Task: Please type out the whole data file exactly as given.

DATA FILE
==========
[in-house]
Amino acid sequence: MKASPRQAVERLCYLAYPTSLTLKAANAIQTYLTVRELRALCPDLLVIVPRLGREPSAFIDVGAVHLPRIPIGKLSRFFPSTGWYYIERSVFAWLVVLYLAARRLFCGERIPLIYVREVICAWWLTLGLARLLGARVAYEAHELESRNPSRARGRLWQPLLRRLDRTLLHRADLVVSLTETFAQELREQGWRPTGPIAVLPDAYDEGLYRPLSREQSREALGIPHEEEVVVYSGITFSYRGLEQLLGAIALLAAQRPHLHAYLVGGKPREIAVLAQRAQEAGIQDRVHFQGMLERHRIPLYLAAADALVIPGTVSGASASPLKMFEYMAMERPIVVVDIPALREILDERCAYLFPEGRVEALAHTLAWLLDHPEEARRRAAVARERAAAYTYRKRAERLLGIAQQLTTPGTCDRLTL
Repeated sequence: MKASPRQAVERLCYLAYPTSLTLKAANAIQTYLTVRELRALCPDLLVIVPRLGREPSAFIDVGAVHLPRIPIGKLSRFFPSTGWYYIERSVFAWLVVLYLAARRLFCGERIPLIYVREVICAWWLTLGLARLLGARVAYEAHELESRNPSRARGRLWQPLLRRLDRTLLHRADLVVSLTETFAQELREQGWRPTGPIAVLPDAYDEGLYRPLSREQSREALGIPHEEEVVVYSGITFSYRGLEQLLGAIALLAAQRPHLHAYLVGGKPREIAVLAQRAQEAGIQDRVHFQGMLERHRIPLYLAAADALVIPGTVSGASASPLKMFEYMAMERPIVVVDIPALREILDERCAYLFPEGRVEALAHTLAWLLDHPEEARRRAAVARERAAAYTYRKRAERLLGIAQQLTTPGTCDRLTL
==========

[in-house]
Amino acid sequence: MKASPRQAVERLCYLAYPTSLTLKAANAIQTYLTVRELRALCPDLLVIVPRLGREPSAFIDVGAVHLPRIPIGKLSRFFPSTGWYYIERSVFAWLVVLYLAARRLFCGERIPLIYVREVICAWWLTLGLARLLGARVAYEAHELESRNPSRARGRLWQPLLRRLDRTLLHRADLVVSLTETFAQELREQGWRPTGPIAVLPDAYDEGLYRPLSREQSREALGIPHEEEVVVYSGITFSYRGLEQLLGAIALLAAQRPHLHAYLVGGKPREIAVLAQRAQEAGIQDRVHFQGMLERHRIPLYLAAADALVIPGTVSGASASPLKMFEYMAMERPIVVVDIPALREILDERCAYLFPEGRVEALAHTLAWLLDHPEEARRRAAVARERAAAYTYRKRAERLLGIAQQLTTPGTCDRLTL
Repeated sequence: MKASPRQAVERLCYLAYPTSLTLKAANAIQTYLTVRELRALCPDLLVIVPRLGREPSAFIDVGAVHLPRIPIGKLSRFFPSTGWYYIERSVFAWLVVLYLAARRLFCGERIPLIYVREVICAWWLTLGLARLLGARVAYEAHELESRNPSRARGRLWQPLLRRLDRTLLHRADLVVSLTETFAQELREQGWRPTGPIAVLPDAYDEGLYRPLSREQSREALGIPHEEEVVVYSGITFSYRGLEQLLGAIALLAAQRPHLHAYLVGGKPREIAVLAQRAQEAGIQDRVHFQGMLERHRIPLYLAAADALVIPGTVSGASASPLKMFEYMAMERPIVVVDIPALREILDERCAYLFPEGRVEALAHTLAWLLDHPEEARRRAAVARERAAAYTYRKRAERLLGIAQQLTTPGTCDRLTL